Book excerpt

September Song

A Cronicle of the O'Malley's in the Twentieth Century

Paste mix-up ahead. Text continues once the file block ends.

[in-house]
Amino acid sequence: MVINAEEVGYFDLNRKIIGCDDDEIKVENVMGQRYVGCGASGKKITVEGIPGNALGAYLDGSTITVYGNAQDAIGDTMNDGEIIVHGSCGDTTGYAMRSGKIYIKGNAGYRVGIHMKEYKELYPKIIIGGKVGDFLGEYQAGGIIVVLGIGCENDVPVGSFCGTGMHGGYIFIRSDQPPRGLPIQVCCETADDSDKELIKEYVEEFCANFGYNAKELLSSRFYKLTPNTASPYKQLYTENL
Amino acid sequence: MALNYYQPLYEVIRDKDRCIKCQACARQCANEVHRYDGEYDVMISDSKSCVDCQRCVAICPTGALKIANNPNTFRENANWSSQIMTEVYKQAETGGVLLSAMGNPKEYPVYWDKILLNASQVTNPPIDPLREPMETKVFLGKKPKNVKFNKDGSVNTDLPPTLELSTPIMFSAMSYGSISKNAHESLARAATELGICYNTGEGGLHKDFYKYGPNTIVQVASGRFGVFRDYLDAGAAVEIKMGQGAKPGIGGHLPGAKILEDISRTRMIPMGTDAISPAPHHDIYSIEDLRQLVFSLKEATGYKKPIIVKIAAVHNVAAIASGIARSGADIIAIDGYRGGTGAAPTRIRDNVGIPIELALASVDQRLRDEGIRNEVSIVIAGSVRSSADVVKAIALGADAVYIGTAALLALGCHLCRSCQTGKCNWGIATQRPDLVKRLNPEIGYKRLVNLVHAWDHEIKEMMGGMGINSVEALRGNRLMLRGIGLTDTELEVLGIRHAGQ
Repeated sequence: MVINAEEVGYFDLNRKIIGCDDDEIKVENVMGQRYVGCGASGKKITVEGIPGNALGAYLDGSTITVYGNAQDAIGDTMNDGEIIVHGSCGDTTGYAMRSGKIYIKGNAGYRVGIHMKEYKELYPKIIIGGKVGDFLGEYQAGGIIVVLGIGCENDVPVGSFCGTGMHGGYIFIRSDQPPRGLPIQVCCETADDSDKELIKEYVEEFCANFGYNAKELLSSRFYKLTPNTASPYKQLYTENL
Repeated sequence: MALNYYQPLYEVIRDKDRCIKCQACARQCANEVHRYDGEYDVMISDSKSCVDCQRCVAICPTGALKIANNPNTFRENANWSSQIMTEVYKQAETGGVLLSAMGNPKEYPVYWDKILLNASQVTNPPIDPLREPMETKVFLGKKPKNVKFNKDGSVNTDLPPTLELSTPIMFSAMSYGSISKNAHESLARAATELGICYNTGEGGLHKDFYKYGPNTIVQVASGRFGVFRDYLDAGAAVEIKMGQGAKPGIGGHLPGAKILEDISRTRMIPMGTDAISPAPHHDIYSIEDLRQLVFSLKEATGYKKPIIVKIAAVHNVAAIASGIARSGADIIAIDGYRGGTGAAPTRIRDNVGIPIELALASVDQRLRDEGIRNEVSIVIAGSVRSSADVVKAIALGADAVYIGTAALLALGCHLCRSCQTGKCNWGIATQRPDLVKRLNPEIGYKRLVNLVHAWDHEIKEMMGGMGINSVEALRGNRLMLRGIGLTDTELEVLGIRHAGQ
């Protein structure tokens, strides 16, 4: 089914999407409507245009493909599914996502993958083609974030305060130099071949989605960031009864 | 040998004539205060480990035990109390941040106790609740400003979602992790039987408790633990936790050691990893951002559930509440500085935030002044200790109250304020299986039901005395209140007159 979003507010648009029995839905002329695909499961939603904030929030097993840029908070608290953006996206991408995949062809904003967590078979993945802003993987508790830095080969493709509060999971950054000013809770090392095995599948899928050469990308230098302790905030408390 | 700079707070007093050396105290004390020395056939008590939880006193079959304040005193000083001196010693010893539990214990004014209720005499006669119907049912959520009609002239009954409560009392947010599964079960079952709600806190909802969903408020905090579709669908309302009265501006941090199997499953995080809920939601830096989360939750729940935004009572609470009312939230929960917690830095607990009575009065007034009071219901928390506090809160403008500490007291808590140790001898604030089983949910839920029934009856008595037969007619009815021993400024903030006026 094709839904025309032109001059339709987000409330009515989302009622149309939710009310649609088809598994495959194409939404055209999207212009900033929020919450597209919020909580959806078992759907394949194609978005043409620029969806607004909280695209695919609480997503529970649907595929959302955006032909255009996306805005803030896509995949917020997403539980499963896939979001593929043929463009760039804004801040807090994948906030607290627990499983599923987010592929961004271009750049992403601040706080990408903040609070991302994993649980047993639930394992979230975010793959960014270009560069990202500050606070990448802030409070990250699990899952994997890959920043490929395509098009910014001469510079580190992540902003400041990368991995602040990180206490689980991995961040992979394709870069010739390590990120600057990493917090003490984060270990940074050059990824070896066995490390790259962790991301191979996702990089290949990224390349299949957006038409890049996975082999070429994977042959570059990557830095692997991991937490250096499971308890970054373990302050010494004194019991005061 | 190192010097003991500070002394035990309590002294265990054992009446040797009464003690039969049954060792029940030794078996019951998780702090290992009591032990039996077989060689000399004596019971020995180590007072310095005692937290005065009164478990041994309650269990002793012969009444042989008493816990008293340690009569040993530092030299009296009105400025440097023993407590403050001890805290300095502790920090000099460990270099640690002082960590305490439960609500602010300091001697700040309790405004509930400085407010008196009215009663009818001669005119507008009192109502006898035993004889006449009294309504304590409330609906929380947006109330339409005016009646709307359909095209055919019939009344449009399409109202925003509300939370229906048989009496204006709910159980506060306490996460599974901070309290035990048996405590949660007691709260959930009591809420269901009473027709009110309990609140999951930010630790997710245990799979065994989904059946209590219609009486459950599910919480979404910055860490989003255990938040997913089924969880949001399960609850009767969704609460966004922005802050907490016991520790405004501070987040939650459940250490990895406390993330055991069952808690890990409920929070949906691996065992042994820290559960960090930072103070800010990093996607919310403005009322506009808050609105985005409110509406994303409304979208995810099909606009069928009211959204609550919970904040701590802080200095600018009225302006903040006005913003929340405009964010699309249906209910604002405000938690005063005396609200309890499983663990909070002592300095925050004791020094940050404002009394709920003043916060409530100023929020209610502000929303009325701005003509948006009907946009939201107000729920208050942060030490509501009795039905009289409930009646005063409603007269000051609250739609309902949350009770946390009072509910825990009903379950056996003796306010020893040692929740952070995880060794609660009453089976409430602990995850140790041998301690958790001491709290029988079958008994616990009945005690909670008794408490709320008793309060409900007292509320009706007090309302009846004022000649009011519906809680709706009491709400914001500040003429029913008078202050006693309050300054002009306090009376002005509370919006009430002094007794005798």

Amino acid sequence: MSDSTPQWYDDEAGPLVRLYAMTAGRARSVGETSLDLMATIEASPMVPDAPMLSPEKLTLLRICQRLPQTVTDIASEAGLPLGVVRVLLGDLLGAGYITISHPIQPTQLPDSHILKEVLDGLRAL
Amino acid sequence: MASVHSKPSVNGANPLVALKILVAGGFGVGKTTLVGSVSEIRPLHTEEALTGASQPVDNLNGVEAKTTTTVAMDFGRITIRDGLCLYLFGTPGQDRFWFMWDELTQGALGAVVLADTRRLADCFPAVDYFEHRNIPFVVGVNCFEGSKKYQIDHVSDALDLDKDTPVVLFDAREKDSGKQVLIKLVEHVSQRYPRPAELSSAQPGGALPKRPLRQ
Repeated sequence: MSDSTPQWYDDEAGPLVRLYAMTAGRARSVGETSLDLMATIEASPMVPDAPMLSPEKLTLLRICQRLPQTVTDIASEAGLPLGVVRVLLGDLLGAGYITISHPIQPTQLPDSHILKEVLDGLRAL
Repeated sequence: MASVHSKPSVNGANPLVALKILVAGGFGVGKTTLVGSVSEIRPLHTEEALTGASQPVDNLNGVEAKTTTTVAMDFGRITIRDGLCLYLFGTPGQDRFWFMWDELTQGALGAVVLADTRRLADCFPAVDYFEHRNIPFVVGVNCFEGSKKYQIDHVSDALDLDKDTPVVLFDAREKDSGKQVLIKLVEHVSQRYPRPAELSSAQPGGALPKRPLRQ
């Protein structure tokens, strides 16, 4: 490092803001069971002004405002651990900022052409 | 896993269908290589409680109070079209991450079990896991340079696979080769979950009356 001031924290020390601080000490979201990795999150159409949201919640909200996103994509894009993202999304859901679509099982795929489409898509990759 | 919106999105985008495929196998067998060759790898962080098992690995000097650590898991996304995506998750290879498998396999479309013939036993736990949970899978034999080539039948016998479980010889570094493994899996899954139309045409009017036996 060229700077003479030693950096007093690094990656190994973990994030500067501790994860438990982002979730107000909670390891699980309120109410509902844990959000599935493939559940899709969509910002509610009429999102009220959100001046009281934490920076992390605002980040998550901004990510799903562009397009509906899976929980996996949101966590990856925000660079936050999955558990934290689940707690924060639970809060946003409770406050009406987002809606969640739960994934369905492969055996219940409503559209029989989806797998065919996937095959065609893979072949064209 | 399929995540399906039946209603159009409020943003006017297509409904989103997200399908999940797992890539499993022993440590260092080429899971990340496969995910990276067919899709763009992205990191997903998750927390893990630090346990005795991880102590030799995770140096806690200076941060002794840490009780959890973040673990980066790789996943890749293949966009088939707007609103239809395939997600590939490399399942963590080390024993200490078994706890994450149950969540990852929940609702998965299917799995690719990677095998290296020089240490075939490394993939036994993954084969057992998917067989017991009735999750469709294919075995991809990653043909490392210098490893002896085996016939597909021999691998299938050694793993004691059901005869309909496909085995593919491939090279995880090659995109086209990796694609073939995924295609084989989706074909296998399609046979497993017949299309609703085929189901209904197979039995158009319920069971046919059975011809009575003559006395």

Family Saga

Andrew M. Greeley

Tor/Forge

September Song
1965